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I know that there are better ways to check for an empty string—bear with me.


This is not checking for empty string in general. I'm actually doing something like:

var s = /*who knows?*/;
switch (s.charAt(0)) {
    // ...
}

and wanted to know if I can avoid having to do an extra if (!s).

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1  
Duplicate of stackoverflow.com/questions/154059/… – fix_moeller Nov 23 '11 at 15:27
    
No. I am not checking for empty string. – Aaron Yodaiken Nov 23 '11 at 15:27
5  
Maybe then you should elaborate your question. – fix_moeller Nov 23 '11 at 15:28
    
Check out this question: stackoverflow.com/questions/154059/… – piebie Nov 23 '11 at 15:28
    
@luxun I have no idea what you're checking for then. – millimoose Nov 23 '11 at 15:30
up vote 4 down vote accepted

Yes, as long as the value is a valid string. Section 15.5.4.4 of the language spec says

  1. Let position be ToInteger(pos).
  2. Let size be the number of characters in S.
  3. If position < 0 or position ≥ size, return the empty String.

That was not changed since ES3. Interpreters are pretty good around string function compatibility.

That said, I recently implemented a peephole optimization for charAt to Closure compiler but I did not optimize out of bounds checks because the compiler tends not to optimize what are considered programmer errors.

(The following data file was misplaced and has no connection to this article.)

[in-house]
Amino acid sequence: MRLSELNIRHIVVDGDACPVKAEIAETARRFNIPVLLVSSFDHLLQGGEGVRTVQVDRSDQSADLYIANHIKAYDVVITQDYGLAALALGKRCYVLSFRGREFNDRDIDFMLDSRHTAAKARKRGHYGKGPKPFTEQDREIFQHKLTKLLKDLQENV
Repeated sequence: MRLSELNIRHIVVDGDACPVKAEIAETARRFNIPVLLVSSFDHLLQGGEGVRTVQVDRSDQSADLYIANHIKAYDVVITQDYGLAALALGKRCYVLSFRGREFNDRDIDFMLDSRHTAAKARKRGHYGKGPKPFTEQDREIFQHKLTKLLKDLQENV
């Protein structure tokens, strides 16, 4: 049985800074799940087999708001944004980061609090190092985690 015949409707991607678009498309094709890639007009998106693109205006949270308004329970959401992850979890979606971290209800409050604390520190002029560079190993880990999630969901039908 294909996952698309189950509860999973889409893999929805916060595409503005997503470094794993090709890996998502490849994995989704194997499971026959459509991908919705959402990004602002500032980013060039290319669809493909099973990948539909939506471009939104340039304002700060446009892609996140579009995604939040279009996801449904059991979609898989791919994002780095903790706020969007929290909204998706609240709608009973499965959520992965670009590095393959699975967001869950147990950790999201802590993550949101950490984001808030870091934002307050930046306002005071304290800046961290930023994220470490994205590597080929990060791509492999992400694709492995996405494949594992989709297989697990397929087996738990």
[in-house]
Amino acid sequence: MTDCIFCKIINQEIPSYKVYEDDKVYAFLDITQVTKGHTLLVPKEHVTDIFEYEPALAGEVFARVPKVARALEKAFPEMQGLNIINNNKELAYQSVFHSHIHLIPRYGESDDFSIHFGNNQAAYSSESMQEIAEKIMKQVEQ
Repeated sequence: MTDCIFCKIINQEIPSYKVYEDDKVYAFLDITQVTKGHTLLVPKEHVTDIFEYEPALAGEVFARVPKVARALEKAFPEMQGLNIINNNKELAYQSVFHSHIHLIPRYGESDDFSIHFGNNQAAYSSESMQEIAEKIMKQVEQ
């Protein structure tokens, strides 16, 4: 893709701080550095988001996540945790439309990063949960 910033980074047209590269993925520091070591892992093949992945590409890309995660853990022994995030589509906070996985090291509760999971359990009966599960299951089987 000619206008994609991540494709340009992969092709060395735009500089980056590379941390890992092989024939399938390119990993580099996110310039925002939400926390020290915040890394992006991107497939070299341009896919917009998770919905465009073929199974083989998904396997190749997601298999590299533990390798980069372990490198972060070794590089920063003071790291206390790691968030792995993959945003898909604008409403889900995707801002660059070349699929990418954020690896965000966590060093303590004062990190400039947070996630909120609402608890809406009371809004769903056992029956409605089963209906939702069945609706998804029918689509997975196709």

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Yes, it will always return "" if the index exceeds the length of the string.

Taken from MDC's documentation of the charAt() function:

Characters in a string are indexed from left to right. The index of the first character is 0, and the index of the last character in a string called stringName is stringName.length - 1. If the index you supply is out of range, JavaScript returns an empty string.

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To answer the modified question (or what I think the question is):

If your variable is undefined or not of type string, then .charAt will fail.

Do something like

if (typeof s == "string") {
    switch(s) {
        //...
    }
}
share|improve this answer
1  
Or using the === operator to avoid type conversions. (An empty string will also compare equal to false, empty list, zero, and whatever else given the weird conversion rules.) – millimoose Nov 23 '11 at 15:28
    
@Inerdial I've edited my answer – Alex Turpin Nov 23 '11 at 15:33
    
switch ("string" === typeof s && s.charAt(0)) will also work. The default case will fire when s is not a string. – Mike Samuel Nov 23 '11 at 19:23

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